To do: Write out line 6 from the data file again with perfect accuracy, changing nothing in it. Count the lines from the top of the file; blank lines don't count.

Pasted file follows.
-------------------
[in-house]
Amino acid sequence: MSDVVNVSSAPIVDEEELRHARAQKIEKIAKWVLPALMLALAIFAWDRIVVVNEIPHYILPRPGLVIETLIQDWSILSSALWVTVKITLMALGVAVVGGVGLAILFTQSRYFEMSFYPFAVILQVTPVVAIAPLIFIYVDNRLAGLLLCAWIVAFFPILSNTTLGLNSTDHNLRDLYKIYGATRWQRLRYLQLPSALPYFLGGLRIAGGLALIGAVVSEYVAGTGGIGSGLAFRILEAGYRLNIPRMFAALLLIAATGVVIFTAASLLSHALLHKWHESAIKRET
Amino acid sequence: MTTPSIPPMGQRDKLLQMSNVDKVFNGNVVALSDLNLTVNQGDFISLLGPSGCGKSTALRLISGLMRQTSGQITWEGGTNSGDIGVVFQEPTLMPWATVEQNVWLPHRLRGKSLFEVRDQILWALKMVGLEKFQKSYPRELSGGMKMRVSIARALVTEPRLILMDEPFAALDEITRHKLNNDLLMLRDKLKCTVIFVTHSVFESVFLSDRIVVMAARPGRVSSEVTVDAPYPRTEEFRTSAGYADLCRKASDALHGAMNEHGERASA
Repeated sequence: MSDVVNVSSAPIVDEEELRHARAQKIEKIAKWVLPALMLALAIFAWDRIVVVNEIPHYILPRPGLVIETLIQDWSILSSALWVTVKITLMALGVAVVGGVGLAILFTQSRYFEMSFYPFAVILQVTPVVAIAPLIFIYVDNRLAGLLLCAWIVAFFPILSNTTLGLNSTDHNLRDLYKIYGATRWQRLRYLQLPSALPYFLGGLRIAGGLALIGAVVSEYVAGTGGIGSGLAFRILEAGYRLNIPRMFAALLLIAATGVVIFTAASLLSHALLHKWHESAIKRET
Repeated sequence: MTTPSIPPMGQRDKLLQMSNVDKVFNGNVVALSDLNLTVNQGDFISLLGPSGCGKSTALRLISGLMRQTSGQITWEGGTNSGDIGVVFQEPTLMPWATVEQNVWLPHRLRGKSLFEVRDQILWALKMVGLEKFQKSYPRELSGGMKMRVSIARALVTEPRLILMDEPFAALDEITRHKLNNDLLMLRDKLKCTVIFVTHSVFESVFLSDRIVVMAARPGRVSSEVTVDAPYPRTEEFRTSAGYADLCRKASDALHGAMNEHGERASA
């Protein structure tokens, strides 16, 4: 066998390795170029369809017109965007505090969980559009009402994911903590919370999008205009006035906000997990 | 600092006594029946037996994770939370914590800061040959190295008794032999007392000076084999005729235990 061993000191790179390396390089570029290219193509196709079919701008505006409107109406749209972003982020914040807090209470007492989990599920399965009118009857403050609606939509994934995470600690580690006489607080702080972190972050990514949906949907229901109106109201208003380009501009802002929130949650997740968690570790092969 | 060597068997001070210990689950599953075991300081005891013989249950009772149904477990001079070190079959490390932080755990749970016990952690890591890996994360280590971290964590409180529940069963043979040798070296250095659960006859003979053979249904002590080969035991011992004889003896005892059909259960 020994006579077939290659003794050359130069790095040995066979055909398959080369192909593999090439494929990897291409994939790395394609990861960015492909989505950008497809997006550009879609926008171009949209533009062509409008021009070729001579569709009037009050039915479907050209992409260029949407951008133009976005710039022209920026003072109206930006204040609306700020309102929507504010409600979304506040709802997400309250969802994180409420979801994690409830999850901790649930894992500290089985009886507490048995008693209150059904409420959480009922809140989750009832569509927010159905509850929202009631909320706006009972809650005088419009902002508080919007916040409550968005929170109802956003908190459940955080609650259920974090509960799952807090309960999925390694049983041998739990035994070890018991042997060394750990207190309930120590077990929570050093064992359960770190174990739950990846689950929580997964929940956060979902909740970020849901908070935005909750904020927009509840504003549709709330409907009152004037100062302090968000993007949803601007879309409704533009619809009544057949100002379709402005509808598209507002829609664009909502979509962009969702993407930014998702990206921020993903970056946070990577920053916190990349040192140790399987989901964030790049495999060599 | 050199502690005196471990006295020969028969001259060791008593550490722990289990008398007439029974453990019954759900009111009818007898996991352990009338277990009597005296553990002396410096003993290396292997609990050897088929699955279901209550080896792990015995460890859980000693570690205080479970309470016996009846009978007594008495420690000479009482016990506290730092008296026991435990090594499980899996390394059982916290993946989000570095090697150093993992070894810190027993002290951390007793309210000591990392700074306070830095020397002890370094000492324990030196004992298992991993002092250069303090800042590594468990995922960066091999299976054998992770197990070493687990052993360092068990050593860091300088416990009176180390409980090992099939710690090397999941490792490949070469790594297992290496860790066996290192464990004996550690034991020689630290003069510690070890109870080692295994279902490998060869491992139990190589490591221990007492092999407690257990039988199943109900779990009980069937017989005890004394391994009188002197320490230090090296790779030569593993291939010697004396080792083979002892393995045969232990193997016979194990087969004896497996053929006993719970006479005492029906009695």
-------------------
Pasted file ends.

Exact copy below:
């Protein structure tokens, strides 16, 4: 066998390795170029369809017109965007505090969980559009009402994911903590919370999008205009006035906000997990 | 600092006594029946037996994770939370914590800061040959190295008794032999007392000076084999005729235990 061993000191790179390396390089570029290219193509196709079919701008505006409107109406749209972003982020914040807090209470007492989990599920399965009118009857403050609606939509994934995470600690580690006489607080702080972190972050990514949906949907229901109106109201208003380009501009802002929130949650997740968690570790092969 | 060597068997001070210990689950599953075991300081005891013989249950009772149904477990001079070190079959490390932080755990749970016990952690890591890996994360280590971290964590409180529940069963043979040798070296250095659960006859003979053979249904002590080969035991011992004889003896005892059909259960 020994006579077939290659003794050359130069790095040995066979055909398959080369192909593999090439494929990897291409994939790395394609990861960015492909989505950008497809997006550009879609926008171009949209533009062509409008021009070729001579569709009037009050039915479907050209992409260029949407951008133009976005710039022209920026003072109206930006204040609306700020309102929507504010409600979304506040709802997400309250969802994180409420979801994690409830999850901790649930894992500290089985009886507490048995008693209150059904409420959480009922809140989750009832569509927010159905509850929202009631909320706006009972809650005088419009902002508080919007916040409550968005929170109802956003908190459940955080609650259920974090509960799952807090309960999925390694049983041998739990035994070890018991042997060394750990207190309930120590077990929570050093064992359960770190174990739950990846689950929580997964929940956060979902909740970020849901908070935005909750904020927009509840504003549709709330409907009152004037100062302090968000993007949803601007879309409704533009619809009544057949100002379709402005509808598209507002829609664009909502979509962009969702993407930014998702990206921020993903970056946070990577920053916190990349040192140790399987989901964030790049495999060599 | 050199502690005196471990006295020969028969001259060791008593550490722990289990008398007439029974453990019954759900009111009818007898996991352990009338277990009597005296553990002396410096003993290396292997609990050897088929699955279901209550080896792990015995460890859980000693570690205080479970309470016996009846009978007594008495420690000479009482016990506290730092008296026991435990090594499980899996390394059982916290993946989000570095090697150093993992070894810190027993002290951390007793309210000591990392700074306070830095020397002890370094000492324990030196004992298992991993002092250069303090800042590594468990995922960066091999299976054998992770197990070493687990052993360092068990050593860091300088416990009176180390409980090992099939710690090397999941490792490949070469790594297992290496860790066996290192464990004996550690034991020689630290003069510690070890109870080692295994279902490998060869491992139990190589490591221990007492092999407690257990039988199943109900779990009980069937017989005890004394391994009188002197320490230090090296790779030569593993291939010697004396080792083979002892393995045969232990193997016979194990087969004896497996053929006993719970006479005492029906009695």